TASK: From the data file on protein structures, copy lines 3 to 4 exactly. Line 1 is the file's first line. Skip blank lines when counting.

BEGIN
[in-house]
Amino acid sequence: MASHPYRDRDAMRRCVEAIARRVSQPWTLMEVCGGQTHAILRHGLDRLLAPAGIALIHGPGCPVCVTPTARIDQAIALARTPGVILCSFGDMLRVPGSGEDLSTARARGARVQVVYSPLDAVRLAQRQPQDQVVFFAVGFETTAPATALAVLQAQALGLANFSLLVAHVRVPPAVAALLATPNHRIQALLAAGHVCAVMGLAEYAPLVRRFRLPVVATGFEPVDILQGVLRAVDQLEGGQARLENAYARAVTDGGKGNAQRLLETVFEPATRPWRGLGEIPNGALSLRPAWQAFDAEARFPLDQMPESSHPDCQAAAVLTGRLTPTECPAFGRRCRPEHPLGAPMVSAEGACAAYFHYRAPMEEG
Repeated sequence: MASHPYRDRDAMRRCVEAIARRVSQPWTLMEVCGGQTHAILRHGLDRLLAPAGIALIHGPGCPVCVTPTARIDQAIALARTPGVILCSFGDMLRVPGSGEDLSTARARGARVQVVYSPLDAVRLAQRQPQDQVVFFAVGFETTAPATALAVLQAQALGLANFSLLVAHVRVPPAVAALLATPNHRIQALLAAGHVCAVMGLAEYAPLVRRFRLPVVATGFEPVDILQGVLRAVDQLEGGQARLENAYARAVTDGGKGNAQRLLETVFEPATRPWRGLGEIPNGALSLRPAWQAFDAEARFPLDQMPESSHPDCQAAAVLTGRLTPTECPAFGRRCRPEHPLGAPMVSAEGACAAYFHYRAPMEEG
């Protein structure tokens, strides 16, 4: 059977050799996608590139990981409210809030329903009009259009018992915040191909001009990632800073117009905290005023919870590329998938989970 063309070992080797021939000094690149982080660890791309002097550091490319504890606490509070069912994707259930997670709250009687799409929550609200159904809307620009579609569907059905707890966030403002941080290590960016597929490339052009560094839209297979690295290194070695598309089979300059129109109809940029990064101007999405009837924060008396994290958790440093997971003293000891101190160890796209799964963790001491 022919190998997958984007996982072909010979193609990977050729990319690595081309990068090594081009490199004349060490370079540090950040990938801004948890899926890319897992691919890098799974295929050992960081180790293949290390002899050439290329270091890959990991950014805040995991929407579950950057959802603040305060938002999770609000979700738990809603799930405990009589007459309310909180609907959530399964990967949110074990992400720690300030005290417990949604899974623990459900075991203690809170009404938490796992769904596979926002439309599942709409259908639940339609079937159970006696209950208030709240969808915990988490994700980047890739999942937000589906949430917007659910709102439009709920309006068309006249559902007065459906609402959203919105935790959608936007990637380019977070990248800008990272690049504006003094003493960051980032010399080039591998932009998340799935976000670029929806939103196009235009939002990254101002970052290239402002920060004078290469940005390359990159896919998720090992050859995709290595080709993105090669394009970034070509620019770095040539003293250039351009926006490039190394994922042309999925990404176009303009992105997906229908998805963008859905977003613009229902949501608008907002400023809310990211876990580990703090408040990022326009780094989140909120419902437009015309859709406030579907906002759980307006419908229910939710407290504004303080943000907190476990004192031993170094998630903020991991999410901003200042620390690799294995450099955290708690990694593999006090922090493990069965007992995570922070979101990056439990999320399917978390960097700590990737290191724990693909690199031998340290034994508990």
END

Repeated sequence: MASHPYRDRDAMRRCVEAIARRVSQPWTLMEVCGGQTHAILRHGLDRLLAPAGIALIHGPGCPVCVTPTARIDQAIALARTPGVILCSFGDMLRVPGSGEDLSTARARGARVQVVYSPLDAVRLAQRQPQDQVVFFAVGFETTAPATALAVLQAQALGLANFSLLVAHVRVPPAVAALLATPNHRIQALLAAGHVCAVMGLAEYAPLVRRFRLPVVATGFEPVDILQGVLRAVDQLEGGQARLENAYARAVTDGGKGNAQRLLETVFEPATRPWRGLGEIPNGALSLRPAWQAFDAEARFPLDQMPESSHPDCQAAAVLTGRLTPTECPAFGRRCRPEHPLGAPMVSAEGACAAYFHYRAPMEEG
């Protein structure tokens, strides 16, 4: 059977050799996608590139990981409210809030329903009009259009018992915040191909001009990632800073117009905290005023919870590329998938989970 063309070992080797021939000094690149982080660890791309002097550091490319504890606490509070069912994707259930997670709250009687799409929550609200159904809307620009579609569907059905707890966030403002941080290590960016597929490339052009560094839209297979690295290194070695598309089979300059129109109809940029990064101007999405009837924060008396994290958790440093997971003293000891101190160890796209799964963790001491 022919190998997958984007996982072909010979193609990977050729990319690595081309990068090594081009490199004349060490370079540090950040990938801004948890899926890319897992691919890098799974295929050992960081180790293949290390002899050439290329270091890959990991950014805040995991929407579950950057959802603040305060938002999770609000979700738990809603799930405990009589007459309310909180609907959530399964990967949110074990992400720690300030005290417990949604899974623990459900075991203690809170009404938490796992769904596979926002439309599942709409259908639940339609079937159970006696209950208030709240969808915990988490994700980047890739999942937000589906949430917007659910709102439009709920309006068309006249559902007065459906609402959203919105935790959608936007990637380019977070990248800008990272690049504006003094003493960051980032010399080039591998932009998340799935976000670029929806939103196009235009939002990254101002970052290239402002920060004078290469940005390359990159896919998720090992050859995709290595080709993105090669394009970034070509620019770095040539003293250039351009926006490039190394994922042309999925990404176009303009992105997906229908998805963008859905977003613009229902949501608008907002400023809310990211876990580990703090408040990022326009780094989140909120419902437009015309859709406030579907906002759980307006419908229910939710407290504004303080943000907190476990004192031993170094998630903020991991999410901003200042620390690799294995450099955290708690990694593999006090922090493990069965007992995570922070979101990056439990999320399917978390960097700590990737290191724990693909690199031998340290034994508990």